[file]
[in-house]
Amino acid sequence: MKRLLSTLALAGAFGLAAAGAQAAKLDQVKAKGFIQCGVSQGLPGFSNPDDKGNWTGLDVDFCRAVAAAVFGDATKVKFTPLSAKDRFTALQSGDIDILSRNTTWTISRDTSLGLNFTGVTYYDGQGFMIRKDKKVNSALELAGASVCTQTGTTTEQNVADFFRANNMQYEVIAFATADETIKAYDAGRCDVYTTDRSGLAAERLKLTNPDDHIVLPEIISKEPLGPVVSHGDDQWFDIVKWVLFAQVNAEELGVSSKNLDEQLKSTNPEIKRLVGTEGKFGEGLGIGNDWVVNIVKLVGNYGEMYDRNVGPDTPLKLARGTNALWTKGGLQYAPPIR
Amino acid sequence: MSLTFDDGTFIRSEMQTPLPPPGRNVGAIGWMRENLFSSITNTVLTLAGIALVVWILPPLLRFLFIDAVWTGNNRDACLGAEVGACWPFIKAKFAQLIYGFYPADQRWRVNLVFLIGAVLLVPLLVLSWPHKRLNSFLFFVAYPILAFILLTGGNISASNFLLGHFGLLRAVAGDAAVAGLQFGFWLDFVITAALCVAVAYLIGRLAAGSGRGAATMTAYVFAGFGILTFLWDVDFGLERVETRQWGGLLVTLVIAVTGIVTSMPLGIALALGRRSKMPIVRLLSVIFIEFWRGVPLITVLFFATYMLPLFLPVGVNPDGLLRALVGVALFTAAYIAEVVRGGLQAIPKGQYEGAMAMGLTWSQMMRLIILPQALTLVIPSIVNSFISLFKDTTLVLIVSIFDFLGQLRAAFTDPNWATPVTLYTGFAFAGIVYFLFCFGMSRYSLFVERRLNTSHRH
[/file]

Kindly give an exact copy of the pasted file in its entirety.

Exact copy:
[in-house]
Amino acid sequence: MKRLLSTLALAGAFGLAAAGAQAAKLDQVKAKGFIQCGVSQGLPGFSNPDDKGNWTGLDVDFCRAVAAAVFGDATKVKFTPLSAKDRFTALQSGDIDILSRNTTWTISRDTSLGLNFTGVTYYDGQGFMIRKDKKVNSALELAGASVCTQTGTTTEQNVADFFRANNMQYEVIAFATADETIKAYDAGRCDVYTTDRSGLAAERLKLTNPDDHIVLPEIISKEPLGPVVSHGDDQWFDIVKWVLFAQVNAEELGVSSKNLDEQLKSTNPEIKRLVGTEGKFGEGLGIGNDWVVNIVKLVGNYGEMYDRNVGPDTPLKLARGTNALWTKGGLQYAPPIR
Amino acid sequence: MSLTFDDGTFIRSEMQTPLPPPGRNVGAIGWMRENLFSSITNTVLTLAGIALVVWILPPLLRFLFIDAVWTGNNRDACLGAEVGACWPFIKAKFAQLIYGFYPADQRWRVNLVFLIGAVLLVPLLVLSWPHKRLNSFLFFVAYPILAFILLTGGNISASNFLLGHFGLLRAVAGDAAVAGLQFGFWLDFVITAALCVAVAYLIGRLAAGSGRGAATMTAYVFAGFGILTFLWDVDFGLERVETRQWGGLLVTLVIAVTGIVTSMPLGIALALGRRSKMPIVRLLSVIFIEFWRGVPLITVLFFATYMLPLFLPVGVNPDGLLRALVGVALFTAAYIAEVVRGGLQAIPKGQYEGAMAMGLTWSQMMRLIILPQALTLVIPSIVNSFISLFKDTTLVLIVSIFDFLGQLRAAFTDPNWATPVTLYTGFAFAGIVYFLFCFGMSRYSLFVERRLNTSHRH